In yesterday’s post Is Your Sarbanes-Oxley Certification Sound? I proposed that it is not possible to be SOX compliant if anonymous users can manipulate messaging traffic in the enterprise. I couched that in terms of WebSphere MQ because that is the messaging software I am most familiar with. I framed the discussion in terms of Sarbanes-Oxley because it is more broadly applicable than PCI-DSS. But I don’t want the message to be interpreted as narrowly as that. Compliance Let’s talk about compliance issues first. Sarbanes-Oxley is concerned primarily with the integrity of the data. In order to insure data are true and accurate, internal controls are required to enforce access and accountability. The Payment Card Industry Data Security Standard (PCI-DSS) is concerned with both integrity and privacy. In addition to controlling who can execute transactions, PCI requires protection of the data from prying eyes. There are plenty of other legislative and industry regulations with which companies must comply around the world. The bare minimum requirement to comply with any of these is data and transaction integrity. The typical embodiments of this requirement include such things as Role-Based Access Control, application isolation, checks and balances in human and automated processes and separation of duties. If these controls are not present, there is no accountability, no assurance that transactions are driven by legitimate users and that they have not been altered. Privacy protection builds on these by adding encryption so that the data is not readable by unauthorized users. This is important when the data itself is as valuable as the ability to execute transactions. The message of yesterday’s post is not that SOX compliance needs to be reexamined. It is that compliance of any type requires internal controls, at a minimum, and frequently also encryption. While these are well understood and practiced at the customer-facing systems and the back-end databases and transaction systems, the transport of that data is often left unguarded. If the middleware layer over-authorizes legitimate users or allows anonymous update access then it should jeopardize any type of regulatory compliance certification, whether that is SOX, PCI-DSS or anything else. WebSphere MQ Security The other ting I mentioned in yesterday’s post is WebSphere MQ. I write a lot about the security of WebSphere MQ and I’ve been told that people may be getting the wrong message. Let me clarify that here and now. Any software product can be deployed unsecurely. Furthermore, no matter how good it is today, the security features of any software product can be improved. If you disagree, then just wait a while. Mere passage of time will make today’s security configurations obsolete. Evolving threats force software vendors into an arms race. So when I write that WebSphere MQ implementations are not secure, the message is that they can be, and I’m here to show you how to do that. When I write about features I’d like to see added to the product, it reflects the evolving threats. If I worked frequently with other flavors of middleware, I’m sure I’d be writing the same things about those products as well. What’s important here is that the middleware needs to have the same level of security as the front-end and back-end systems. In year-to-date 2009, the Privacy Rights Clearinghouse reported close to a breach a day. Of those, about a third were breaches of the internal network, by my count. The threats evolve. Linda McGlasson of BankInfoSecurity.com reports that several classic scams are enjoying a revival. Of the six she lists, most target users both at work and at home and potentially expose the internal network. These represent techniques that attackers use to fool employees into letting them in through the firewall. For example, phishing can result in compromised workstations that give an attacker free access to the intranet. The sixth item in the list is direct insider threat – when employees intentionally breach the network. McGlasson says that "the ways that insiders are getting to the juicy data or dollars is changing". Even with classic scams, the threat evolves. So my message is simply this: the threats have evolved to the point that it is now time to secure the messaging transports that have historically been ignored. Both users and vendors will need to respond to these threats by applying the security that is available in their messaging products now, and by looking forward and anticipating what will be needed to meet the threats of tomorrow head-on. User ID Authentication The particular challenge of WebSphere MQ is that the prevailing security practices have been to base authorization on a user ID that is not authenticated. This practice dates back to the earliest versions of WebSphere MQ and reflects a simpler time when the intranet and legitimate users on it were implicitly trusted. Although these assumptions are no longer valid as the basis for an enterprise security policy (and arguably never were), this security configuration continues to be the norm. Unfortunately, this security configuration is widely perceived to be effective. In fairness to administrators, it is after all the prevailing practice. It has been documented in articles, project plans, operation run books, cheat sheets and countless other places for the last fifteen years. But the existence of all that history becomes a barrier to improving the situation. People are so convinced that they have done enough to secure their messaging network that they are reluctant to even consider that there might be gaps. There are methods to strongly authenticate connections to the queue manager but these are seldom implemented. When I write about the issues, I have to overcome a lot of inertia just to get people to stop and examine their configurations. To address these issues, I’ve been approaching new audiences. Yesterday’s post reached out to executives responsible for SOX compliance to let them know they are stakeholders in the security of their messaging network. The webinars at PCIKnowledgebase.com reach out to auditors so that they can function as a safety net to identify gaps and provide incentives for remediation. I will also do what I can to facilitate the creation of tools to assess and report on the security of WebSphere MQ. Of course, I will continue to reach out to the core audience of users and administrators in articles and at conferences. So what does all this activity in the security arena say about WebSphere MQ? My take is that any messaging transport that does not have a passionate and active community constantly looking to improve security as it is practiced, implemented and built into the product is the one that users need to be wary about. The extent to which the MQ community is engaged in this discussion is one of the best indicators of the continued vitality of the product.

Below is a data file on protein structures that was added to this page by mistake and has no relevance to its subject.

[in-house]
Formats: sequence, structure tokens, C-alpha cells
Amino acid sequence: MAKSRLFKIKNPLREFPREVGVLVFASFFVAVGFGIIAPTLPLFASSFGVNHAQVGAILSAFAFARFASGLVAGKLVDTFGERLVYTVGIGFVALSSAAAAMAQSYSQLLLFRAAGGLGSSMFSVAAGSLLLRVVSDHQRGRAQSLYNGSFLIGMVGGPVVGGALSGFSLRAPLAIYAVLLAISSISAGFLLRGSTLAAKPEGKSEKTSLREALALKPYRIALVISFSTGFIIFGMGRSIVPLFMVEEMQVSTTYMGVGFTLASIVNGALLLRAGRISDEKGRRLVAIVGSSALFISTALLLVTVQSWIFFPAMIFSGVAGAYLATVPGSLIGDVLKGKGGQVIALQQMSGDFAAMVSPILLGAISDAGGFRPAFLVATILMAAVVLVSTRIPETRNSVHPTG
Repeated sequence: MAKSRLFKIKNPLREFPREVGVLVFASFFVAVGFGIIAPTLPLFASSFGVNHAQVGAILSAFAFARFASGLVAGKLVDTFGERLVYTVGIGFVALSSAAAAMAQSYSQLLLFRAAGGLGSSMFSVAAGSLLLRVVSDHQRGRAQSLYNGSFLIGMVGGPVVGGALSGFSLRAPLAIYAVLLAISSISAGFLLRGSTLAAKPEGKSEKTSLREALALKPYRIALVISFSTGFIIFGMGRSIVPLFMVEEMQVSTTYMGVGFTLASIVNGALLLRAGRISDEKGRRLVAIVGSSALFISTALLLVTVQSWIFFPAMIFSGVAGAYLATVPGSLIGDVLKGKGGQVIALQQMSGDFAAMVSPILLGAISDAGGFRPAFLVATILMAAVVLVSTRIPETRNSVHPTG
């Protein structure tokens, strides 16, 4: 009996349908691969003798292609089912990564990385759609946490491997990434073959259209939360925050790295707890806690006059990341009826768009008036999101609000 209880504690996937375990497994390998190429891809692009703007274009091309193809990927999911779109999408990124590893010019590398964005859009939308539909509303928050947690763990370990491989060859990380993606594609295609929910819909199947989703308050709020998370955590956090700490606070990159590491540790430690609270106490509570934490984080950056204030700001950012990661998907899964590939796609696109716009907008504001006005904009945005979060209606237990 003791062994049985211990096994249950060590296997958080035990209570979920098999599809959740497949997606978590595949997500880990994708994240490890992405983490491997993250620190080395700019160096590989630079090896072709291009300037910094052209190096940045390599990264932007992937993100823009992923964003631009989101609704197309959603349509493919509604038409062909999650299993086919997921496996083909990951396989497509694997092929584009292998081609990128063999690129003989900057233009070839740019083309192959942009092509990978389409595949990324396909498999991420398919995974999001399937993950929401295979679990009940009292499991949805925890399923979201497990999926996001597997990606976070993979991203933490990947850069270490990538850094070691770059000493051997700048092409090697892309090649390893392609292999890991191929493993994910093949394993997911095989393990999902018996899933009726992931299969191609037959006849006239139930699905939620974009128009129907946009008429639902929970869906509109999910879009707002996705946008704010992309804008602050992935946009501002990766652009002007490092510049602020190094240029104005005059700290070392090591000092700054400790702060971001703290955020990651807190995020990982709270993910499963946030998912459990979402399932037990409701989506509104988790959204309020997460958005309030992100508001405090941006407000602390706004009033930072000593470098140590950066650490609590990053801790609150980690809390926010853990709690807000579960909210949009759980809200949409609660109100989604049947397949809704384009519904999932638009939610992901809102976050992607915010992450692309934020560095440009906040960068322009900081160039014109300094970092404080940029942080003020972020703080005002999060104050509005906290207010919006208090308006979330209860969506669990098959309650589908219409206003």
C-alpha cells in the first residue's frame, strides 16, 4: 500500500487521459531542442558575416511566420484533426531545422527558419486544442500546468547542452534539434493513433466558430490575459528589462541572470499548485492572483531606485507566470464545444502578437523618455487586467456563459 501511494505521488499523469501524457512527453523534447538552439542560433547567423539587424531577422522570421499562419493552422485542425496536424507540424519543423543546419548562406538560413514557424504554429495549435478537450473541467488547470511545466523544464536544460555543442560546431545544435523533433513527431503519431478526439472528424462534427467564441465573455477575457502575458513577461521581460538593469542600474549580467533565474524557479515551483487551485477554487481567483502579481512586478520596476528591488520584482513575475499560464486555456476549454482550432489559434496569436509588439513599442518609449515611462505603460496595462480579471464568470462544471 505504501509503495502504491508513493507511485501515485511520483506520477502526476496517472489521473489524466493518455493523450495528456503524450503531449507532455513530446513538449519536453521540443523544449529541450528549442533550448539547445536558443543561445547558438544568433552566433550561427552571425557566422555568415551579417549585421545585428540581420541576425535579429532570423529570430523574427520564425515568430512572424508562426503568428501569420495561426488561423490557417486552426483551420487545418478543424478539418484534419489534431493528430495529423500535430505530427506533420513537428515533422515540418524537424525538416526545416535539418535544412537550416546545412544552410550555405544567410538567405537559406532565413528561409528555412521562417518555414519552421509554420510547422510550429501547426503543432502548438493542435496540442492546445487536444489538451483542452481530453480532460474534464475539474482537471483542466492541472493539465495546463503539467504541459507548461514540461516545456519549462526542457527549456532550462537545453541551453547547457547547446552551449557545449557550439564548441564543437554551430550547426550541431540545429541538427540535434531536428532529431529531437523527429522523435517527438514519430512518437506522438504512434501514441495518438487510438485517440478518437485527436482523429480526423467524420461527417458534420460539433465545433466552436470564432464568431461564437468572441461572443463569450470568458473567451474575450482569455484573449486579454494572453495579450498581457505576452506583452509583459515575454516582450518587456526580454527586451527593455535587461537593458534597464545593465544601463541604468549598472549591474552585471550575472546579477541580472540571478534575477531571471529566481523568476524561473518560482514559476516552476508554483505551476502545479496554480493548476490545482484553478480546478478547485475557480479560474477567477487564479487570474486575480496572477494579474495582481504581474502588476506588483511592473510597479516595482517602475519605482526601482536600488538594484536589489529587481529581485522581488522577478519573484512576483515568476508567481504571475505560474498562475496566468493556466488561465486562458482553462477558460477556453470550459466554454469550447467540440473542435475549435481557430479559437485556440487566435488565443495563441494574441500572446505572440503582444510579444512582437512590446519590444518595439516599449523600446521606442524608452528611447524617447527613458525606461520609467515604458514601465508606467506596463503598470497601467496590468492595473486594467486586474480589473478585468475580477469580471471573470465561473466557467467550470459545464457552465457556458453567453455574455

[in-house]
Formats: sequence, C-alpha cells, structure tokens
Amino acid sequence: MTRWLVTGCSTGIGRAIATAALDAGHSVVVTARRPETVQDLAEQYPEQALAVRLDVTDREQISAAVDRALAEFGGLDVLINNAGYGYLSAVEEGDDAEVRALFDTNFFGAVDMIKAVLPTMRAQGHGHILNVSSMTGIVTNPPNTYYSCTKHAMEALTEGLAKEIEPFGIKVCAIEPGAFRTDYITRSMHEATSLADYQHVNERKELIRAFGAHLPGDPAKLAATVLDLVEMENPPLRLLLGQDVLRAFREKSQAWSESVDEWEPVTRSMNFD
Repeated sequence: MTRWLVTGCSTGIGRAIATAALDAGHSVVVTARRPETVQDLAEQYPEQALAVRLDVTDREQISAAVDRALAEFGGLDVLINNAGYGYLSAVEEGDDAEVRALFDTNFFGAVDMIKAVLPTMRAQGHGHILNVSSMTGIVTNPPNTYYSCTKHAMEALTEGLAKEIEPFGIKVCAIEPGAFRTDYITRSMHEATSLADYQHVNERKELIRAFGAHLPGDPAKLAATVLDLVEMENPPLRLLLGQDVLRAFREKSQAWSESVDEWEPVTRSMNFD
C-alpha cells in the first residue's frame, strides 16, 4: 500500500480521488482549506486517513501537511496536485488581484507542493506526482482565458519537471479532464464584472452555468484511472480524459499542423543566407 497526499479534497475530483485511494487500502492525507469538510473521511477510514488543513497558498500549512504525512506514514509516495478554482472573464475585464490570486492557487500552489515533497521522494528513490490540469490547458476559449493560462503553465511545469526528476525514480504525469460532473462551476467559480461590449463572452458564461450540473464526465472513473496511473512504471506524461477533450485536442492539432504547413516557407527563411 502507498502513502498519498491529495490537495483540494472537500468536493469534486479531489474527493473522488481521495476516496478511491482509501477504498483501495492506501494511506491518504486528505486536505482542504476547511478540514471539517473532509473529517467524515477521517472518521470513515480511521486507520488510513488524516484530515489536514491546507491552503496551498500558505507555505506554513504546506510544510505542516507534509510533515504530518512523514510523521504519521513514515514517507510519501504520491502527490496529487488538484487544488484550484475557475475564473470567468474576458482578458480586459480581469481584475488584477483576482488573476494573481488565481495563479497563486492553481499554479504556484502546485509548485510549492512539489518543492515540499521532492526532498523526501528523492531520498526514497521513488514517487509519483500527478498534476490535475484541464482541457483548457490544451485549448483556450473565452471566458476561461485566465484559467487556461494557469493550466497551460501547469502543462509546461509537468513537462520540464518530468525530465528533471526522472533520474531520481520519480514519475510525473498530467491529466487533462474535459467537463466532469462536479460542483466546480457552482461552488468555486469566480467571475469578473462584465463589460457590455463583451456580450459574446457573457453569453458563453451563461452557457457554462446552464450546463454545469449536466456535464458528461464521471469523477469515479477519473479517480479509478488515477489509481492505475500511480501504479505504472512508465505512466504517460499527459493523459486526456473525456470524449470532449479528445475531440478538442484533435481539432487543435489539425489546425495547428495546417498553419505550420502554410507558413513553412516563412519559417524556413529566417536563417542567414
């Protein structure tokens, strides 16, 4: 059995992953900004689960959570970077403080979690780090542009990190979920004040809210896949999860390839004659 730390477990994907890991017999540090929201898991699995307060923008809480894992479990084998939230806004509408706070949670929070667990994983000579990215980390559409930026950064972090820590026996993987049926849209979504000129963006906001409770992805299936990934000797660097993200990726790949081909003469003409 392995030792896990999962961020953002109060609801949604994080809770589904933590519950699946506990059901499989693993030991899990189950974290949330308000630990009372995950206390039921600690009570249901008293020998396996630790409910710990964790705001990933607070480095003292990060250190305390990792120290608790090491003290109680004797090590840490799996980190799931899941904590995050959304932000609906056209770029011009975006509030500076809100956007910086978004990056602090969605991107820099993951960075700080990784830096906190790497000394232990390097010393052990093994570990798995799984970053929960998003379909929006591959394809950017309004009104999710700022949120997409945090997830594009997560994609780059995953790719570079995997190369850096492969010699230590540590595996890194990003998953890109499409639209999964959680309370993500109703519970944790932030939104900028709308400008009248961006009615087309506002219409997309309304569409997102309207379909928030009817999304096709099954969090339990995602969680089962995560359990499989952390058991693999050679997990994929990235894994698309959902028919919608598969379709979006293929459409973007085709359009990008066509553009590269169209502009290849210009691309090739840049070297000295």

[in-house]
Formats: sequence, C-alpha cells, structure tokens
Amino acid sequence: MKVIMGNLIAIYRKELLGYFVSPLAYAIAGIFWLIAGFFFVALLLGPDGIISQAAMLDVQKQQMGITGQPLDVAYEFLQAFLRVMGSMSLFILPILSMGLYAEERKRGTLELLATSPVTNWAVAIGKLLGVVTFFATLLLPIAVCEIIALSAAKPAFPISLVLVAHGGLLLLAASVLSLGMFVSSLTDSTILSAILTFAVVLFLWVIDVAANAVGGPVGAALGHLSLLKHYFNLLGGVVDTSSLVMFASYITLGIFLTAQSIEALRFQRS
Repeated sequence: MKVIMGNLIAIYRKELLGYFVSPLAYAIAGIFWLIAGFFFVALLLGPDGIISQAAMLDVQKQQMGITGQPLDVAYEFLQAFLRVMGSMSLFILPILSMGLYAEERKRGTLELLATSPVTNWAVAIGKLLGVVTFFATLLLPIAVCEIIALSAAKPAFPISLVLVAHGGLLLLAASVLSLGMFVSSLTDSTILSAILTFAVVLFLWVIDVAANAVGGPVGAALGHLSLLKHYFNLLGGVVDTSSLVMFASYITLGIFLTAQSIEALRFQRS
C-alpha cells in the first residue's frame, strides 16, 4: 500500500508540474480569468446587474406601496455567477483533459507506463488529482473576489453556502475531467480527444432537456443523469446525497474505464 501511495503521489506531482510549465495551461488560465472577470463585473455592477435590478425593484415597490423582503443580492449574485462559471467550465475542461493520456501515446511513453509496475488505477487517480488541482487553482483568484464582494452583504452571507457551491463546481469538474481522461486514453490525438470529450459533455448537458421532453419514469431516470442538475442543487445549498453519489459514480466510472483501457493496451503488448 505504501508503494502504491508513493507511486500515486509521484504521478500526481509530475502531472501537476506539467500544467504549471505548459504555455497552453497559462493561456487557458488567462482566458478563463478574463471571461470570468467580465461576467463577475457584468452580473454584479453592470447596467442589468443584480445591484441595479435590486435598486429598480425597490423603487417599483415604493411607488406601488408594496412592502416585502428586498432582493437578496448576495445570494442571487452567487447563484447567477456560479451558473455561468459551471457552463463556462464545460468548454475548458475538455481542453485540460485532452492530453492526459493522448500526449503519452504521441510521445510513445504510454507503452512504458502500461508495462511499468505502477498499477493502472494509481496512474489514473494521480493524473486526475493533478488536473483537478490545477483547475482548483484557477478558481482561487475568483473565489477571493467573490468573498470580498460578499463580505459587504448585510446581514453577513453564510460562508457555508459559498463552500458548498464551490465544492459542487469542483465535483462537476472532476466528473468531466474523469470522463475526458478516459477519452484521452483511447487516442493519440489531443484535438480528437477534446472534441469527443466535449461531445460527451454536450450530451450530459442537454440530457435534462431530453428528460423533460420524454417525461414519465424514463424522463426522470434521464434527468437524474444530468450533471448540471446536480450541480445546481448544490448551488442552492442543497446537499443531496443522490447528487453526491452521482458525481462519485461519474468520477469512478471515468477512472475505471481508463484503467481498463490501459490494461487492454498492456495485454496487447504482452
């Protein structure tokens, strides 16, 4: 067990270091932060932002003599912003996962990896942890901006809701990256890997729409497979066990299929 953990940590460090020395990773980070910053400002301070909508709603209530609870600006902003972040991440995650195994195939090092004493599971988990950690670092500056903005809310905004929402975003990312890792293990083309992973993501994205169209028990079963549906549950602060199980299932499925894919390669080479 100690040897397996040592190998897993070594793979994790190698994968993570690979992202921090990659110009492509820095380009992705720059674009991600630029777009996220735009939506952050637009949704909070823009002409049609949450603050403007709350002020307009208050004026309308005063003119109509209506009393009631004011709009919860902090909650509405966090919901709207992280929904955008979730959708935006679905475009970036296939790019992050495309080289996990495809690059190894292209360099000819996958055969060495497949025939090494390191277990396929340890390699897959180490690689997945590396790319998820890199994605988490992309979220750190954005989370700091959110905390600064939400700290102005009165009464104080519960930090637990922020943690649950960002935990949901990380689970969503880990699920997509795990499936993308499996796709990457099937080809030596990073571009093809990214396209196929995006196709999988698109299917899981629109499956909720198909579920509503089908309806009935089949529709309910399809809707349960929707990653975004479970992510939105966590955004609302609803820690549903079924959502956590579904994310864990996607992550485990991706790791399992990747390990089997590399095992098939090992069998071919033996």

More Thoughts on Middleware and Regulatory Compliance
By T.Rob on June 10, 2009 in Community Manager, Guest Bloggers, Information Technology, Networking, Security
About T.RobT.Rob has been specializing in WebSphere MQ since 1995. Since joining IBM in 2006, he has focused on improving security of MQ messaging networks around the world. Currently he works in IBM Software Services for WebSphere, providing consulting services and training for all aspects of WebSphere MQ. He is a regular speaker at IBM conferences and is the author of the Mission:Messaging column on developerWorks. Be sure to check out his WebSphere MQ Security podcast The Deep Queue at http://t-rob.net/dq.